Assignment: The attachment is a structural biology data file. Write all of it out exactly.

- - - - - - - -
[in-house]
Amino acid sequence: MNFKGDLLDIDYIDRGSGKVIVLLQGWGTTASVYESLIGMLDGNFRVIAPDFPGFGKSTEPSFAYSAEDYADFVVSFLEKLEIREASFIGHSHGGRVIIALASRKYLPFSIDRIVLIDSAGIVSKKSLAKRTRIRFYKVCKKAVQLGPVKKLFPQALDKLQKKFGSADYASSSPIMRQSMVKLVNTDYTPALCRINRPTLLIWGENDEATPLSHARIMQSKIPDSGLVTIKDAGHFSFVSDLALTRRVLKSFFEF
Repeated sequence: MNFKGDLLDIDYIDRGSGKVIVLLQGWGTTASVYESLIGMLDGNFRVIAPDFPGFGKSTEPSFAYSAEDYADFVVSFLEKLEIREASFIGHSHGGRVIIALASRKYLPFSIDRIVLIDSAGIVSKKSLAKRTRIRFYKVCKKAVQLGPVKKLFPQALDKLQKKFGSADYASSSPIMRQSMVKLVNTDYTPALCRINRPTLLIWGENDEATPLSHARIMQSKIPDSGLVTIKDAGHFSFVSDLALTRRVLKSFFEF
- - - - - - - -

[in-house]
Amino acid sequence: MNFKGDLLDIDYIDRGSGKVIVLLQGWGTTASVYESLIGMLDGNFRVIAPDFPGFGKSTEPSFAYSAEDYADFVVSFLEKLEIREASFIGHSHGGRVIIALASRKYLPFSIDRIVLIDSAGIVSKKSLAKRTRIRFYKVCKKAVQLGPVKKLFPQALDKLQKKFGSADYASSSPIMRQSMVKLVNTDYTPALCRINRPTLLIWGENDEATPLSHARIMQSKIPDSGLVTIKDAGHFSFVSDLALTRRVLKSFFEF
Repeated sequence: MNFKGDLLDIDYIDRGSGKVIVLLQGWGTTASVYESLIGMLDGNFRVIAPDFPGFGKSTEPSFAYSAEDYADFVVSFLEKLEIREASFIGHSHGGRVIIALASRKYLPFSIDRIVLIDSAGIVSKKSLAKRTRIRFYKVCKKAVQLGPVKKLFPQALDKLQKKFGSADYASSSPIMRQSMVKLVNTDYTPALCRINRPTLLIWGENDEATPLSHARIMQSKIPDSGLVTIKDAGHFSFVSDLALTRRVLKSFFEF